Minding your own business is very important as a leader or CEO. Leaders of any kind have three fundamental responsibilities – crafting a vision, building followers, and championing execution. Whether you are a celebrated musician, entertainer, actor, politician or business person, you become a leader the day your vision starts to gain a following and people start paying real attention to what it is that you are doing.

This is where the responsibility of leadership actually begins – in continuing to gain the wilful interest and attention of followers (clients, business partners, staff) through the art of your work and business. Even as you champion execution in original and remarkable ways.

Minding your own business

That process is what I call minding your own business. Minding your own business here means paying deep attention to the way that you operate, direct and lead your business. All this so that the end game can be a masterpiece. Fanciful? Not so.

The most successful businesses are led by CEOs who are usually atypical in the way that they think and do. That is what gains them recognition, that is why the world begins to pay attention.

These CEOs think deeply about their business service and or product. They think laterally about the potential outputs and products of their work. And they do different through their thought leadership.

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Many years ago I was in a two-day strategic planning workshop in Nairobi, Kenya. There we had been tasked to imagine a new future, to see who our clients would be in 5, 10 and 15 years time. We were tasked to think about how we would engage with those clients in subtle yet strong ways.

We also had to complete the same exercise for our staff. What competencies, skills or disciplinary expertise would we want and need in our future staff? What would it mean for the operations and administration of our firm today?

The implications for today were important because we want to create a future, not to arrive at a future that we had not made ourselves.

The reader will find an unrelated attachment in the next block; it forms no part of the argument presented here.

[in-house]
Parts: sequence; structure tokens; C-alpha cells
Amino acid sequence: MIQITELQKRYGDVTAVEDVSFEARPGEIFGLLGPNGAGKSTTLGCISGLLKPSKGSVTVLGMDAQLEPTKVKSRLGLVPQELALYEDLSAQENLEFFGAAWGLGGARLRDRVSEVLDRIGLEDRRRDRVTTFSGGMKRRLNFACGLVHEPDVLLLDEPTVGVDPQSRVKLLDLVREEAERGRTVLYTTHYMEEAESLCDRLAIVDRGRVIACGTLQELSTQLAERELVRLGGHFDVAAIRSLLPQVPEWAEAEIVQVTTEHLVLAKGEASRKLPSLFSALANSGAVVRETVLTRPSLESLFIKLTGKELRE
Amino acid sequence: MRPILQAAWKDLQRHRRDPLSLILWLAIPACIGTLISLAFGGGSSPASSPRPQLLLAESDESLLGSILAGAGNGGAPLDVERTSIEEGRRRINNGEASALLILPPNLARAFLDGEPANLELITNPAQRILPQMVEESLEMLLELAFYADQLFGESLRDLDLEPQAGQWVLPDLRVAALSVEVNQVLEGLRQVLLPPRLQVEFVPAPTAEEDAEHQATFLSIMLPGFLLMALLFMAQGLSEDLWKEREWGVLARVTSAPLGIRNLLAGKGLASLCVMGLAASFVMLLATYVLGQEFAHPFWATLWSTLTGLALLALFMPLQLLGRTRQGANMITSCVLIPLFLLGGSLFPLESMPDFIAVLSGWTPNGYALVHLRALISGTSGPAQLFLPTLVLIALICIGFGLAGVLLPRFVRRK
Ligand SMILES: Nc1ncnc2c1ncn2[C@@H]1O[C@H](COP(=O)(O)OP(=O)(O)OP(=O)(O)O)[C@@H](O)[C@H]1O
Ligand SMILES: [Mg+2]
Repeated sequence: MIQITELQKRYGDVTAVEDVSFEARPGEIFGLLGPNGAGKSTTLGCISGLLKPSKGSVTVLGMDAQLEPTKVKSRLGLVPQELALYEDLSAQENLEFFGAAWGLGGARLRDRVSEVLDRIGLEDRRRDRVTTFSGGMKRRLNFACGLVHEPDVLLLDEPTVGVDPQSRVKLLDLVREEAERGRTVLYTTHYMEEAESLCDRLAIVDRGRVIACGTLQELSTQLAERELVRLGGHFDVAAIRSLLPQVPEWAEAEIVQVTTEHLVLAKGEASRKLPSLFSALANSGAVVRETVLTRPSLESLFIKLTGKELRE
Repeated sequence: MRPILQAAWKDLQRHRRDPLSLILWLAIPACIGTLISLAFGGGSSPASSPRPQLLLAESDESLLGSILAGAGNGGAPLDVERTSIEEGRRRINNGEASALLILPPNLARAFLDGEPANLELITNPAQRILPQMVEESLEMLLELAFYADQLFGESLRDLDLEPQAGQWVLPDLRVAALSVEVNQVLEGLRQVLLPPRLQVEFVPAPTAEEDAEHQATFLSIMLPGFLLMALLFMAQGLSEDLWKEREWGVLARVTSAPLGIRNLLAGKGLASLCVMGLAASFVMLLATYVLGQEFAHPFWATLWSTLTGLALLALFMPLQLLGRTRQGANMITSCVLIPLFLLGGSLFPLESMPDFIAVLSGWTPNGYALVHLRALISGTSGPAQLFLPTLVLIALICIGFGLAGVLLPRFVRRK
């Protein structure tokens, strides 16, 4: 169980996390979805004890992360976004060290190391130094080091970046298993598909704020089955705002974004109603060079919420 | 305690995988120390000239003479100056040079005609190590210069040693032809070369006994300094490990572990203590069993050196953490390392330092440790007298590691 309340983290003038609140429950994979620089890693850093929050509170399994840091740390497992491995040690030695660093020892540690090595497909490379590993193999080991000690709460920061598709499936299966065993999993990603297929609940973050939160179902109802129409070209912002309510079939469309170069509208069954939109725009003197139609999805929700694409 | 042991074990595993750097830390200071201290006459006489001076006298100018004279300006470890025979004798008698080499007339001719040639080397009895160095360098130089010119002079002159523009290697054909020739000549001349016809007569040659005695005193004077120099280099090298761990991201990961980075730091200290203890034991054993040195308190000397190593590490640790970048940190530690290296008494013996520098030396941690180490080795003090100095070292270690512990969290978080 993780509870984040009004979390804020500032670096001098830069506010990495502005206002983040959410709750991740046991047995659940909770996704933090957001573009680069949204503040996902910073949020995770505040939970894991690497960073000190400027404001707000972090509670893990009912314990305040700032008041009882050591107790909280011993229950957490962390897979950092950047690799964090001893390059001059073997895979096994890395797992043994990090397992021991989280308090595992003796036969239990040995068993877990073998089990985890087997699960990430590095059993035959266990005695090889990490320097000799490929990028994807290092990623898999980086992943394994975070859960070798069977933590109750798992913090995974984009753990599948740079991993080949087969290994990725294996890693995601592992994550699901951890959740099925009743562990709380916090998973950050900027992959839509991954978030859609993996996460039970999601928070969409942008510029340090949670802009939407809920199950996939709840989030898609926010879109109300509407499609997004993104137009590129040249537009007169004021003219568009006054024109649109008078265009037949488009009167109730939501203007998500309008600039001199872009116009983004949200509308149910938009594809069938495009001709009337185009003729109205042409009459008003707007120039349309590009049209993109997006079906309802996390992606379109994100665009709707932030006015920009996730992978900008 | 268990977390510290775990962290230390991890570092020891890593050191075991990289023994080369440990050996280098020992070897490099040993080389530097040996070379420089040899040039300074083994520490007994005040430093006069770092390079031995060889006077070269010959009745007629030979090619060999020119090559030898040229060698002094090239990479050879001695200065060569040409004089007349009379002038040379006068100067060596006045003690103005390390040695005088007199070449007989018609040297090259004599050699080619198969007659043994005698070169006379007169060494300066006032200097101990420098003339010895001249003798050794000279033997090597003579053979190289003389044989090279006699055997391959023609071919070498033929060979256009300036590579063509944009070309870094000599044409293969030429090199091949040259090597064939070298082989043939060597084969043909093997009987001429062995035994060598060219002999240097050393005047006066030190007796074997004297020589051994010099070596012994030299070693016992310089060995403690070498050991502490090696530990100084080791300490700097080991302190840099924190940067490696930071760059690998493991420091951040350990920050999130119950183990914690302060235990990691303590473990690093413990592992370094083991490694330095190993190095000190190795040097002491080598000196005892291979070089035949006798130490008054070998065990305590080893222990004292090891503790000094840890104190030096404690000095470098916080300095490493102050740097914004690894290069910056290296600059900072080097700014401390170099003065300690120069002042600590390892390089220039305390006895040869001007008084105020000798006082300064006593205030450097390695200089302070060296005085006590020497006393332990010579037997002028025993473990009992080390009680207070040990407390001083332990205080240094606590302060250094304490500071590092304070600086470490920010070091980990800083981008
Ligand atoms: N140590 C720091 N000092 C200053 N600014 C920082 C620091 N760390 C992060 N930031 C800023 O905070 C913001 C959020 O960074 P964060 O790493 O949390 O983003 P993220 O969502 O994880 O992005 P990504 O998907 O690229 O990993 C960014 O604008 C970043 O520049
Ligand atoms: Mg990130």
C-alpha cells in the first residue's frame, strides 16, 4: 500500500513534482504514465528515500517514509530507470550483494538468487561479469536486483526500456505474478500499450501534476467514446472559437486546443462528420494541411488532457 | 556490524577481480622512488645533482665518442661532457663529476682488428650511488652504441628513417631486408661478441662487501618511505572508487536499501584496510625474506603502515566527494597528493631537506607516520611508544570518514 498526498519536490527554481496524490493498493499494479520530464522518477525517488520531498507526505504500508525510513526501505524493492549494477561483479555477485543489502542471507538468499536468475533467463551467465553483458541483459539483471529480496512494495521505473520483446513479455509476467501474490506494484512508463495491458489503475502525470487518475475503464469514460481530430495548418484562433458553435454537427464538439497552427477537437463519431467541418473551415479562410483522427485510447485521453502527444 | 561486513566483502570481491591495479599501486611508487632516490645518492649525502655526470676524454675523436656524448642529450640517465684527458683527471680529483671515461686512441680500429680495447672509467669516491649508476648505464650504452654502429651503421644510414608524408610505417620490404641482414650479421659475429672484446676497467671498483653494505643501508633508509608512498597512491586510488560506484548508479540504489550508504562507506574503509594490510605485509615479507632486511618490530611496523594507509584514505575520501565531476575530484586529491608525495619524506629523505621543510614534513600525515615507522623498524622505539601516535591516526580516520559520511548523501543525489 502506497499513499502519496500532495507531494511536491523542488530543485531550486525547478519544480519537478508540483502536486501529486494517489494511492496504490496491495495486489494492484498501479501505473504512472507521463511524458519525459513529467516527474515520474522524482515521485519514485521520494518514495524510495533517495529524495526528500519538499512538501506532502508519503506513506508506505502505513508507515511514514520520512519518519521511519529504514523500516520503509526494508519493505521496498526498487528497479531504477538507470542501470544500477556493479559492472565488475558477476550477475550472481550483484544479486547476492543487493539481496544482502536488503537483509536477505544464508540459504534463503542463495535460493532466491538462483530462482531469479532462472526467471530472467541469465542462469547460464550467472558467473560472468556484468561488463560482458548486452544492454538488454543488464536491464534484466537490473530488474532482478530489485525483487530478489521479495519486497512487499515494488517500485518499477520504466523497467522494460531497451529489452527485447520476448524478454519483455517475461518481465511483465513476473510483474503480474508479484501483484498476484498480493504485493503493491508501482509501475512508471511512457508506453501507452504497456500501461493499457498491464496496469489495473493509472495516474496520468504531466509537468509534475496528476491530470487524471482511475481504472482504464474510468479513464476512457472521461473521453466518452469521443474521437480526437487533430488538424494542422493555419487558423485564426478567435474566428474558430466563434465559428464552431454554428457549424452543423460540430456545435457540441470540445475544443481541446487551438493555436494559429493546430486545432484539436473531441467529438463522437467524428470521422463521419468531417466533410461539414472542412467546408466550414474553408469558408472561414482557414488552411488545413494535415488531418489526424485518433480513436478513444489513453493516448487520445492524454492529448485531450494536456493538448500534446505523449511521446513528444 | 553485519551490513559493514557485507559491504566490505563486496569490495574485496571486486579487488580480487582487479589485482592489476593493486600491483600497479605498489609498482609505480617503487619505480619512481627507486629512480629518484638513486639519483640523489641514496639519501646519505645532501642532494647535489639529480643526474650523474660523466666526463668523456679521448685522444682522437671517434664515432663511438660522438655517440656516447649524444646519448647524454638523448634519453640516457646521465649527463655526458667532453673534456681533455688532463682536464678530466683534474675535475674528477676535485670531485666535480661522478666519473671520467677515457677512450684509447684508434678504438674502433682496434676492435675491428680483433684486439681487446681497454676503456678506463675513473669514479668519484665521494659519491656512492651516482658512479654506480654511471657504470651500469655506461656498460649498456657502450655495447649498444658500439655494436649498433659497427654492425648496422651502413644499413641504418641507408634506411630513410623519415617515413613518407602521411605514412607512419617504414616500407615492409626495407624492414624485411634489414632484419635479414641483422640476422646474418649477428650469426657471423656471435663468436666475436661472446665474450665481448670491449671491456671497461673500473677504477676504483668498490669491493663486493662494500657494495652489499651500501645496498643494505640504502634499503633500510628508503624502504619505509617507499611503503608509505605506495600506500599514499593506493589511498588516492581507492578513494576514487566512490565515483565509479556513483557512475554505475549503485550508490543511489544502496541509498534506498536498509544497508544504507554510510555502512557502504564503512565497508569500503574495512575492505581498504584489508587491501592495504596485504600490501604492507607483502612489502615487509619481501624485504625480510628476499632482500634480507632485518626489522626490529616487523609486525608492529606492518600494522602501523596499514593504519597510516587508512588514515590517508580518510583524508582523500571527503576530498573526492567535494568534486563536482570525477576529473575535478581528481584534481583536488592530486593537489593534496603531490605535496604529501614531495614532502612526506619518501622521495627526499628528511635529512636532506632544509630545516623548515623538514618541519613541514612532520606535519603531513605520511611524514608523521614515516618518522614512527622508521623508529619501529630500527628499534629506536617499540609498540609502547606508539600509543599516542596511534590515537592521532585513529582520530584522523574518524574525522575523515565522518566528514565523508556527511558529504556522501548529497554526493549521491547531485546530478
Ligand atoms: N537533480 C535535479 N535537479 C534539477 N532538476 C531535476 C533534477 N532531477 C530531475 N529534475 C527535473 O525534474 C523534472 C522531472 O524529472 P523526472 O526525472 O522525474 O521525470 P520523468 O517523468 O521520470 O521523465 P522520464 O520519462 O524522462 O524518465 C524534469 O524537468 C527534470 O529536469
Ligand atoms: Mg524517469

Creating your future

I remember being completely mind-boggled by the exercise. The projected requirements some members of our team were coming up with seemed improbable and fantastic. Yet they were inspiring.

From renewable and clean energy consultants, to sustainable agriculture experts, to corporate responsibility consultants. These may seem obvious now, but 15 years ago it was not.

Back then consulting involved business process re-engineering, financial management, human resource management and the likes. No one was really thinking of consulting in these ‘new age’ disciplines.

But therein lies the responsibility of minding your own business. The amazing thing was that even though the process started slowly, some ten minutes into the exercise a new electrifying energy filled the room.

As one person dared to imagine, we all started to imagine. Even as we imagined what the business might look like in years to come, we all got excited about the part that we individually would play in that new future.

I think that was what really stirred the energy. Suddenly everyone’s work and contribution became meaningful. Our leader had started the process of championing execution.

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Imagine and create new possibilities

Eight years ago in Lagos, Nigeria, my team sat in consultation to the then Governor of Lagos State, Babatunde Raji Fashola, advising him and his commissioners on their respective medium term sector strategies.

We imagined a Lagos where priority was placed on adherence to the rule of law and on a culture of proactive service delivery. We imagined a Lagos exemplified by physical, artistic and cultural attractions with international appeal. A clean environment of aesthetic beauty and serenity. A Lagos where there is security of life and of property.

Where was this Lagos? It was in the mind of our future.

Effective business leaders set aside time to imagine and examine new possibilities, even though they may not immediately know the ‘how to’. It is the process of imagining and being committed to new possibilities that is actually the most critical part of being strategic as a leader. We don’t reject an idea just because we are not sure of ‘the how’.

The best of business leaders are risk takers, doers, and the makers of things. It is time to start minding your business.

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